I need a game plan. Obviously I'm talking everything over with my girlfriend, and I can't speak for both of us (she's at work, so I'm writing this without her input and doubtless she'll have a few things to say about my perspective on this matter) but any advice you have about what we should be doing would be welcome. How do I deal with the issue of having no money now, but possibly having too much to do soon to continue the education that was supposed to lead to a better job? What do I need to know about pregnancy, parenthood, fatherhood, babies, and everything else? We're going to try to set up an appointment with an OB-GYN as soon as possible, who will hopefully be able to lay out a pathway for the medical side of things.

I am thinking that what I'll probably do in the short term anyway is drop down to 12 credits for next semester (just enough to keep my federal student aid) though whether I'll be able to do another semester in the spring once we're into the second and third trimesters of the pregnancy is sort of an open question. And I can pick up extra hours at my retail job, I know they want me to be working more shifts than I am, but I'd been telling them that I need to keep it down to about 20 hours in order to balance it with my other job. I could probably do 30, but then I'd have less time to be home and be supportive to the girl. The last thing I want is to be absent in her life, let alone our child's.

I feel like I need a timeline of some sort, so that I can have an expectation of what's going to happen and when. There's so much to try to keep in my mind, it's all a bit overwhelming. I have so little conception of the impact this is going to make on our life (mine and my girlfriend's) that I scarcely know where to begin.

Advice, encouragement, personal experiences, directions to resources of all kinds, and all other forms of friendly counsel are requested as I gear myself up for what is doubtless to be the greatest and most difficult work of my life.
posted by anonymous to Human Relations (44 answers total) 10 users marked this as a favorite
Do you have health insurance? I think the very first thing would be to sort out your options on that front.
posted by kestrel251 at 9:31 AM on July 14, 2011 [2 favorites]

First of all - congratulations!

Second, look into social support programs you might be eligible for. WIC or Women, Infants and Children Nutrition Program is one I can think of. Others - food stamps, Head Start, subsidized housing?

Is there a visiting nurse program for low-income parents to help with the new baby - teaching parenting skills, how to calm a crying baby, etc.? Or a counseling program for low-income folks?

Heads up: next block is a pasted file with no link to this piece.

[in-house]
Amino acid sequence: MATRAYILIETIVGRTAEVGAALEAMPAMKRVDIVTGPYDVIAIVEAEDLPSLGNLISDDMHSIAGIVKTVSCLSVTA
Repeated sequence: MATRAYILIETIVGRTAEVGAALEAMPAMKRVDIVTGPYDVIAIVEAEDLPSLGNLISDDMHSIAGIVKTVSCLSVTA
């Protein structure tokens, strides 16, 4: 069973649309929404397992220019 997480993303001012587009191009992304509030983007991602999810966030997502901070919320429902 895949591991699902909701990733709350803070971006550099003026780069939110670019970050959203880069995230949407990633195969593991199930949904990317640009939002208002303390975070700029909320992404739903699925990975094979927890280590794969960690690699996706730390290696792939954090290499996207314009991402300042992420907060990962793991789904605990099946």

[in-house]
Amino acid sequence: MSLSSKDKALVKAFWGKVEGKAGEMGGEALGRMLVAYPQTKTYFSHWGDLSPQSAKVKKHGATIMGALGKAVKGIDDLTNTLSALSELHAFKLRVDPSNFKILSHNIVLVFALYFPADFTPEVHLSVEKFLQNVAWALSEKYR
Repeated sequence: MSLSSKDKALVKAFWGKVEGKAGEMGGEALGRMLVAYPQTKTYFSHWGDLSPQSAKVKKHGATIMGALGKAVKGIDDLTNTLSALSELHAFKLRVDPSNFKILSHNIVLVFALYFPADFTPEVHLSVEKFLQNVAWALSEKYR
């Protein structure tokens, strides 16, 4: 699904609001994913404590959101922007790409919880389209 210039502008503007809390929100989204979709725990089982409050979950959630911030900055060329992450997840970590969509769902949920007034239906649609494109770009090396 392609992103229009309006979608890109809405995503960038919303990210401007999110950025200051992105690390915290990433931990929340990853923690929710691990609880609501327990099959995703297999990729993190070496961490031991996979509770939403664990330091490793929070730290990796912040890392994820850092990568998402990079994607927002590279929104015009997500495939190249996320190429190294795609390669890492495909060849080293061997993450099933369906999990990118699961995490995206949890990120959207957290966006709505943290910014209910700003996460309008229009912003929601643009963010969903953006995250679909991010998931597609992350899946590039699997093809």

Your SO has fibromyalgia - there is a forum But you don't LOOK sick! which has a ton of support and advice. There is a "Parenting" thread in the forums - definitely check that out.

Please, please give second thoughts to having your or her family near. Having family support can make or break the parenting experience especially if poverty, long work hours, illness or stress complicate things. Now if her family (or any of yours) are abusive and/or addicted, it's OKAY to not have them around. You don't want addicts watching your child or someone who thinks "kids just need a little discipline" aka screaming or hitting. But any family who is sane, decent and functional - please lean on them for support. Having grandma pitch in to watch the kid while you and your SO sleep or run errands means the world to new parents.
posted by Rosie M. Banks at 9:37 AM on July 14, 2011 [2 favorites]

Get married. It just makes so much related to family law--and just family life in general--so much easier.

Right now, legally speaking, the two of you aren't anything to each other. If one of you decides to move across the country and take the kid, the other is going to have a devil of a time doing anything about it. The fact that you're procreating just means that child support obligations are on the table and that you both start out with some custody rights. But should the relationship go south, figuring out how that's going to work out is going to be a lot more work than if it's resolved as part of a divorce proceeding.

Divorce is really just the orderly dissolution of a relationship. It has legal protections for everyone--husband, wife, kids. Breaking up, by contrast, is only as orderly as the two of you can make it be, and there are few legal protections for anyone.

kestrel251 raises a good issue with health insurance. Most employers will not extend health benefits to non-spouse domestic partners.

The marriage issue aside, it sounds like neither of you are making all that much money. Look into your state's WIC program.